INDIA SUBMITS SIXTH NATIONAL REPORT TO THE CONVENTION OF BIOLOGICAL DIVERSITY (CBD)
India today submitted its Sixth National Report (NR6) to the Convention on Biological Diversity (CBD).
India is among the first five countries in the world, the first in Asia and the first among the biodiversity rich mega diverse countries to have submitted NR6 to the CBD Secretariat.
“While globally, biodiversity is facing increasing pressure on account of habitat fragmentation and destruction, invasive alien species, pollution, climate change and oversuse of resources, India is one of the few countries where forest cover is on the rise, with its forests teeming with wildlife. India is also on track to achieve the biodiversity targets at the national level and is also contributing significantly towards achievement of the global biodiversity targets.
Submission of national reports is a mandatory obligation on Parties to international treaties, including CBD. As a responsible nation, India has never reneged on its international commitments and has earlier submitted on time five National Reports to the CBD. Parties are required to submit their NR6 by 31 December 2018.
The NR6 provides an update of progress in achievement of 12 National Biodiversity Targets (NBT) developed under the Convention process in line with the 20 global Aichi biodiversity targets. Briefly, the Report highlights that while India has exceeded/overachieved two NBTs, it is on track to achieve eight NBTs and in respect of the remaining two NBTs also, India is striving to meet the targets by the stipulated time of 2020.
- With well over 20 percent of its total geographical area under biodiversity conservation, India has exceeded the terrestrial component of 17 percent of Aichi target 11, and 20 percent of corresponding NBT relating to areas under biodiversity management.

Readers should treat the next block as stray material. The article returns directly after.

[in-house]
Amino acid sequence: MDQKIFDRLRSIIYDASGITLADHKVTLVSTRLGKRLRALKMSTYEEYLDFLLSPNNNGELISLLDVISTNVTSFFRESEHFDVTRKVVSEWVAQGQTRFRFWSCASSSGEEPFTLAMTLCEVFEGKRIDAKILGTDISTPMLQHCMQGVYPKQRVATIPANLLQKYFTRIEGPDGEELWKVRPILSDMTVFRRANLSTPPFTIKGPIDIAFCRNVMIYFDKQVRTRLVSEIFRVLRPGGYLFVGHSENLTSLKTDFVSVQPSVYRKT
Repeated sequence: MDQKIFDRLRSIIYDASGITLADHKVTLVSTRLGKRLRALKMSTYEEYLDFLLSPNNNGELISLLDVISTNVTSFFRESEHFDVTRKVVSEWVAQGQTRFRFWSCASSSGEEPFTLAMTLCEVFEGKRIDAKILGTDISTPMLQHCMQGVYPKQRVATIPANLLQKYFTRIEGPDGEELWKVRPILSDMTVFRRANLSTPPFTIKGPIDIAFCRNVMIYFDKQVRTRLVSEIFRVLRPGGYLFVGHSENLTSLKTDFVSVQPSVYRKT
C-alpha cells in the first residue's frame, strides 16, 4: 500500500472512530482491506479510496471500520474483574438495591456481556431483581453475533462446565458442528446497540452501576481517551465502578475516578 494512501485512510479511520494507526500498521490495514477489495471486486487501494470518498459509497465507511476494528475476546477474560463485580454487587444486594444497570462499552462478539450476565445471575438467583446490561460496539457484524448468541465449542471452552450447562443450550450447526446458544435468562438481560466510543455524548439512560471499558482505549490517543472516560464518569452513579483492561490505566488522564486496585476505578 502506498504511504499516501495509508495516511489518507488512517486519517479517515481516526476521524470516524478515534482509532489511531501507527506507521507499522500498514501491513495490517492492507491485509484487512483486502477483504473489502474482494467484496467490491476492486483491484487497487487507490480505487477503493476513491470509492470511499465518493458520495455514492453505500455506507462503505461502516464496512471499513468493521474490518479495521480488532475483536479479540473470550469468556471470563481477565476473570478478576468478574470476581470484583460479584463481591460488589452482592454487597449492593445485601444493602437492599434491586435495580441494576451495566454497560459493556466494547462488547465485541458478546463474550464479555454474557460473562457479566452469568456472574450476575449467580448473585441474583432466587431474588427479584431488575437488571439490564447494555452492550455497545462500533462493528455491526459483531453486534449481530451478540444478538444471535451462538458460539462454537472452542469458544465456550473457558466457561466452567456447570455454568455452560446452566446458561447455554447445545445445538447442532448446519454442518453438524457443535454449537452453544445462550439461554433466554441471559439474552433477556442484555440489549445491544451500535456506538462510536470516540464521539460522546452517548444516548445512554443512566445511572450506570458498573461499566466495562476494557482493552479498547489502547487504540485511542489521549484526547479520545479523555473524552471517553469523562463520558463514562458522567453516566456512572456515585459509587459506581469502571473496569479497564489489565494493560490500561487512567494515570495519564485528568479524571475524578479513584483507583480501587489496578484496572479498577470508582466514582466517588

- Similarly, India has also made noteworthy achievement towards NBT relating to access and benefit sharing (ABS) by operationalising the Nagoya Protocol on ABS. Thus, in respect of these two NBTs (6 and 9), the progress made by India has exceeded the targets.
India is a megadiverse country harbouring nearly 7 to 8 per cent of globally recorded species while supporting 18 per cent of the global human population on a mere 2.4 per cent of the world’s land area.
India’s is pursuing its economic development by maintaining the integrity of its natural capital through various programmes and strategies.
India has adopted measures for sustainable management of agriculture, fisheries and forests, with a view to ensure food and nutritional security to all without destroying the natural resource base while ensuring intergenerational environmental equity.
India has put programmes in place to maintain genetic diversity of cultivated plants, farms livestock and their wild relatives, towards minimising genetic erosion and safeguarding their genetic diversity
Mechanisms and enabling environment are being created for recognising and protecting the vast heritage of coded and oral traditional knowledge relating to biodiversity for larger human welfare while safeguarding the interests and rights of the local communities as creators and holders of this knowledge.